Marketing and web design professionals with less than ten years of experience may take robust, free, analytics software for granted. But the wizened “old-timers” of online know that analytics technology has evolved immensely over a short period of time.
Think about it: Google Analytics (GA), the leader in this space, is less than 10 years old. GA is “younger” than Facebook. When Paul Muret, the engineer behind the first incarnation of GA was writing this important code, Justin Beiber was a newborn infant (my how quickly they grow up.) Let’s take a look back at the evolution of GA from its inception in the late 90s until today.
The Early Days of Analytics
Early 1990s: Two future founders of NetGenesis Corp., one of the earliest analytics software providers, room with Phil Mui during undergraduate studies at MIT. They introduce Mui to the topic of analytics. (In 2001 SPSS Inc., bought NetGenesis for $44.6 million.)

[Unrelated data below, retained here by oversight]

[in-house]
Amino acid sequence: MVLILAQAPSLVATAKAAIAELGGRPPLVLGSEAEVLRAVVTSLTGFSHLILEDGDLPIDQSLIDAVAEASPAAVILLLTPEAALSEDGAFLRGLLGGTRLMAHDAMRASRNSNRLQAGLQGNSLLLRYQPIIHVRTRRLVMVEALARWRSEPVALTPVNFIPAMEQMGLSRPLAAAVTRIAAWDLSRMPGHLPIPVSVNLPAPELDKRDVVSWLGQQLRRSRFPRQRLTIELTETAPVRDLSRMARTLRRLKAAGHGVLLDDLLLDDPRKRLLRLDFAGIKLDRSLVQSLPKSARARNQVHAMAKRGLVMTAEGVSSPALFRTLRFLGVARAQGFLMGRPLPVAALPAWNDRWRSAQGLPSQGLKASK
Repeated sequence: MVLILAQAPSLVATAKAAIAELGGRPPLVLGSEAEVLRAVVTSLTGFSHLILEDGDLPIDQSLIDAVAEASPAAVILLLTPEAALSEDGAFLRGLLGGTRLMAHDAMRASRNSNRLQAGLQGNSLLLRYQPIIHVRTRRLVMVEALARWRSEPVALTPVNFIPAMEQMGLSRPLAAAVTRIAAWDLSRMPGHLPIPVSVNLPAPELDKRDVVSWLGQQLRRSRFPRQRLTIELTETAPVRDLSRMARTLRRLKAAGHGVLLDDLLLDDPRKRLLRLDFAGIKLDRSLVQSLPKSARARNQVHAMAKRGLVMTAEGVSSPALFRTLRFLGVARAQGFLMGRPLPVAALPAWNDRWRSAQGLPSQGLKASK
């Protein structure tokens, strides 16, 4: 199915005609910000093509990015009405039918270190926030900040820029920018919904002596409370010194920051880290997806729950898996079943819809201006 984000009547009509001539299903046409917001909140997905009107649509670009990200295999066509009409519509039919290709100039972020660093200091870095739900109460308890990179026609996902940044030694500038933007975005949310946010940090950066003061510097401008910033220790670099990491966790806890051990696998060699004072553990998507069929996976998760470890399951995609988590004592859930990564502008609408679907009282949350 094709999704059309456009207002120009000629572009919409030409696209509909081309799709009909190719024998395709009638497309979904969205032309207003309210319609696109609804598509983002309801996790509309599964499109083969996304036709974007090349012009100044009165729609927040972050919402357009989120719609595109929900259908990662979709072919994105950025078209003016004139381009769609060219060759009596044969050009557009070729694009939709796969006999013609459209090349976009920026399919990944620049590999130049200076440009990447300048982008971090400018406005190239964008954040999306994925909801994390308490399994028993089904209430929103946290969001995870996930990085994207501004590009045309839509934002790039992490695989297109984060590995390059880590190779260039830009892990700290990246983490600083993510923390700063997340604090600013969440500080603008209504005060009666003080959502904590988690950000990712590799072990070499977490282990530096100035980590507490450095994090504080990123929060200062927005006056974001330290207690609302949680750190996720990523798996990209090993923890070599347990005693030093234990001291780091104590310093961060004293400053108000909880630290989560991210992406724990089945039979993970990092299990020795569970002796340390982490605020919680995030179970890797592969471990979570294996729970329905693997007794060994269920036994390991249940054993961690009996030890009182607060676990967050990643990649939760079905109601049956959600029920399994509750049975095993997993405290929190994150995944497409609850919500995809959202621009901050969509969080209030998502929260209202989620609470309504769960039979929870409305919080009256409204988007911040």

1995: Web Depot is founded in San Diego, providing web development and hosting to businesses.
1998: Paul Muret, Engineer and CEO of Web Depot creates the first version of Urchin, an analytics software.
September 1998: Google launches.
October 2001: Google AdWords launches.
June 2004: AdSense is introduced.
2004: Google first approaches Urchin to discuss an acquisition.
2005: Phil Mui joins Google and chooses analytics as the product he wishes to focus on.
March 2005: Google acquires Urchin and Paul Muret becomes directer of engineering at Google Analytics. Related geeky fact … did you know that the “UTM” code in Google Analytics stands for “Urchin Traffic Manager?”
October 2005: Google Analytics V1 is announced and then quickly shut down due to too much demand.